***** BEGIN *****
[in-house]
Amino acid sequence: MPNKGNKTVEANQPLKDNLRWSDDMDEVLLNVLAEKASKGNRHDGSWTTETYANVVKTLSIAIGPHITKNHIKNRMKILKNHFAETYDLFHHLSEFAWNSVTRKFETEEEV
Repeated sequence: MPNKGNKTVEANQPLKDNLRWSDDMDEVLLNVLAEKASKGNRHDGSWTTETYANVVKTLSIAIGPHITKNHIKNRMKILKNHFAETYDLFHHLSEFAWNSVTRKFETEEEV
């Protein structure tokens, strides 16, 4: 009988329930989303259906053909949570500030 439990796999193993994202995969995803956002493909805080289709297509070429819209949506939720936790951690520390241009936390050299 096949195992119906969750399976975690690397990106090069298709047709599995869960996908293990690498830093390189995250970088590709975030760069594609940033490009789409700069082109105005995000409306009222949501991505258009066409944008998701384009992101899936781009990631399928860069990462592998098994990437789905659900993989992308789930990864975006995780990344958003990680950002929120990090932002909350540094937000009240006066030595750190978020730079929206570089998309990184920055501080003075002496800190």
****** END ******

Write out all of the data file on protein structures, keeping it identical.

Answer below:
[in-house]
Amino acid sequence: MPNKGNKTVEANQPLKDNLRWSDDMDEVLLNVLAEKASKGNRHDGSWTTETYANVVKTLSIAIGPHITKNHIKNRMKILKNHFAETYDLFHHLSEFAWNSVTRKFETEEEV
Repeated sequence: MPNKGNKTVEANQPLKDNLRWSDDMDEVLLNVLAEKASKGNRHDGSWTTETYANVVKTLSIAIGPHITKNHIKNRMKILKNHFAETYDLFHHLSEFAWNSVTRKFETEEEV
């Protein structure tokens, strides 16, 4: 009988329930989303259906053909949570500030 439990796999193993994202995969995803956002493909805080289709297509070429819209949506939720936790951690520390241009936390050299 096949195992119906969750399976975690690397990106090069298709047709599995869960996908293990690498830093390189995250970088590709975030760069594609940033490009789409700069082109105005995000409306009222949501991505258009066409944008998701384009992101899936781009990631399928860069990462592998098994990437789905659900993989992308789930990864975006995780990344958003990680950002929120990090932002909350540094937000009240006066030595750190978020730079929206570089998309990184920055501080003075002496800190």